On August 27, 2015, the U.S. District Court for the District of Columbia issued an unprecedented preliminary injunction in favor of our client, FBME Bank Ltd, enjoining a United States agency from effectuating a final rule that threatens to deal a devastating blow against FBME. The U.S. agency in question is a bureau of the U.S. Department of the Treasury known as the “Financial Crimes Enforcement Network” or “FinCEN.” According to FinCEN’s final rule, scheduled to take effect on August 28, 2015, any U.S. bank would be prohibited from maintaining a correspondent bank account for FBME directly or indirectly through a third-party financial institution. As a result, FBME stood to be cut off from transacting in U.S. dollars, forcing FBME to fundamentally alter its business and cease functioning as an international bank—if it could survive at all. The preliminary injunction issued by Judge Cooper on August 27 enjoins the final rule from taking effect until he issues a final judgment. In his opinion, Judge Cooper explained that FinCEN may have had valid grounds to issue the rule, but the process by which it issued the rule was sufficiently flawed that FBME is likely to prevail on the merits in challenging the rule.
This is the first successful stand a bank has made against FinCEN’s implementation of this deadly sanction. The authority FinCEN invoked comes from Section 311 of the USA PATRIOT Act, which permits FinCEN to impose any of five special measures against financial institutions that it determines to be “of primary money laundering concern.” In July 2014, FinCEN targeted FBME with a Notice of Finding and Proposed Rulemaking that announced the agency planned to impose on FBME the “fifth special measure,” which cuts an institution off from the U.S. financial system. Over the following year, FinCEN refused to disclose all of the charges against FBME or to provide FBME with the evidence underlying those charges, thereby denying FBME a meaningful opportunity to review the record and refute the allegations against it. Nevertheless, on July 29, 2015, citing classified and other undisclosed evidence to support its vague allegations, FinCEN published the final rule in the Federal Register. After FinCEN promulgated the final rule, FBME hired Quinn Emanuel to challenge the rule and stop it from taking effect, and we prepared and filed a complaint and motion for preliminary injunction less than two weeks later.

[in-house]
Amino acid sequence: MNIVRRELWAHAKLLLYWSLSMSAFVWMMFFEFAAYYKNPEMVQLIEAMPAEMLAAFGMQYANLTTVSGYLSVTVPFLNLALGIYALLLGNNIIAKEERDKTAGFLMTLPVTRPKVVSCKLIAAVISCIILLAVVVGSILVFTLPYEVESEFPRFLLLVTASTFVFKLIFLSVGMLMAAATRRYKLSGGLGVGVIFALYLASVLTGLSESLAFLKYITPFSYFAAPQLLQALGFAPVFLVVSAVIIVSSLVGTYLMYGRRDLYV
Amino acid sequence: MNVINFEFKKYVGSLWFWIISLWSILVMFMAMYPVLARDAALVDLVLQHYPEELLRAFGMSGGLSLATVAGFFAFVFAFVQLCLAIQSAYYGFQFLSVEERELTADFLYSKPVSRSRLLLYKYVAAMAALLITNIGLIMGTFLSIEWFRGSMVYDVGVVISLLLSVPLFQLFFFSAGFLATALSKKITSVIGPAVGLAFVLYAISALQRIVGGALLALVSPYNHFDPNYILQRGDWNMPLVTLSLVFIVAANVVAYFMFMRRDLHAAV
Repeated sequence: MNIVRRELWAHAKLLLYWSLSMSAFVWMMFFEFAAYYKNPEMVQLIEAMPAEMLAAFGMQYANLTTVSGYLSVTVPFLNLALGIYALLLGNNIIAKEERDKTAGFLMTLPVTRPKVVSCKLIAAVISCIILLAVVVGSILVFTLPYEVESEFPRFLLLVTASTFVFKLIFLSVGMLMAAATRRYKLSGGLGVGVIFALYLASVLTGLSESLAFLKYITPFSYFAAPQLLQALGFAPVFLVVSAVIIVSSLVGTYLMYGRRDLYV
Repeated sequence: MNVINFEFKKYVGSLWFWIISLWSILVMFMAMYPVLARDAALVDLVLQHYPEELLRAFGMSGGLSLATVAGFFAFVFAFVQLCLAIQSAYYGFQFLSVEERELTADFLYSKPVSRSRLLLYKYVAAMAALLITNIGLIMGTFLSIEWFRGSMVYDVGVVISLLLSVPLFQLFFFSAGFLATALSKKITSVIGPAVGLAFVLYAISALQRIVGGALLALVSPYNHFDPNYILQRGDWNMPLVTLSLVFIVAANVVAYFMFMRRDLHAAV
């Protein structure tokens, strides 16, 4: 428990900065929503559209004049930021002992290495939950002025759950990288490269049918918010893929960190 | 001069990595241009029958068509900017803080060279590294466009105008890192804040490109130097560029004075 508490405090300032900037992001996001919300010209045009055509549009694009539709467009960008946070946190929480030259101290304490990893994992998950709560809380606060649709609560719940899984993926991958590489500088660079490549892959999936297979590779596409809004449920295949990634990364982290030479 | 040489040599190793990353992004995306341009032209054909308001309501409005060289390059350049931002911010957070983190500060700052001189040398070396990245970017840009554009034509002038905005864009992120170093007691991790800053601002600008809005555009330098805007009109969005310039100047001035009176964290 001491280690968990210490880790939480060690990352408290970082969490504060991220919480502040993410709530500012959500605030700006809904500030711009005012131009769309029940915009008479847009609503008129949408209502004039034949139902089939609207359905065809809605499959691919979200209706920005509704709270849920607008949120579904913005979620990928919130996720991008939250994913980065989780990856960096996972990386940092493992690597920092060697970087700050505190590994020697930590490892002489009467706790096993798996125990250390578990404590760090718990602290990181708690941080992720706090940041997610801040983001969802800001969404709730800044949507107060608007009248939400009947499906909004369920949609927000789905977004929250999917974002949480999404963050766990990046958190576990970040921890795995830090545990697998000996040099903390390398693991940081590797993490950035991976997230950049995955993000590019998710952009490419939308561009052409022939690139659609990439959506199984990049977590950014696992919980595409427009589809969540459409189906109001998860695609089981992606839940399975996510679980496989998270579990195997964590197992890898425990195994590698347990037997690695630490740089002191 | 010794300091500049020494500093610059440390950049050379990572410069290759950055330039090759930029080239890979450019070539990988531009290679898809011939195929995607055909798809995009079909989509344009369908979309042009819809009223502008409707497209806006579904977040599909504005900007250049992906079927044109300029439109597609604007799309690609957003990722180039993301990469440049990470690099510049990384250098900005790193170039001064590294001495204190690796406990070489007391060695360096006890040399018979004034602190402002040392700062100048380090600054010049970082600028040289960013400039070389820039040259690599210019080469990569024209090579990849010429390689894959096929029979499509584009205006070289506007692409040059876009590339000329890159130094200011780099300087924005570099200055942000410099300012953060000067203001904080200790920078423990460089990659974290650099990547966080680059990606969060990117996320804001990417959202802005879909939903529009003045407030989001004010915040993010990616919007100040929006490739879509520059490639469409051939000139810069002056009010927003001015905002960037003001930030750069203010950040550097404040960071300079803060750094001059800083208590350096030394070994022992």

Quinn Emanuel persuaded Judge Cooper both that our client faces irreparable harm from implementation of the rule and also that is likely to prevail on the merits because FinCEN’s ruling was procedurally defective, arbitrary and capricious. We succeeded despite being up against classified evidence submitted ex parte and in camera that allegedly establishes FBME’s involvement in money laundering and terrorist financing, as well as the heightened deference that courts accord Executive agencies whenever concerns about national security and foreign policy are invoked, as they have been here. On August 27, the day before the final rule would take effect and effectively put FBME out of business, the court granted our motion for a preliminary injunction. The final rule is now enjoined so as to protect our client while the merits of the case are being briefed and adjudicated.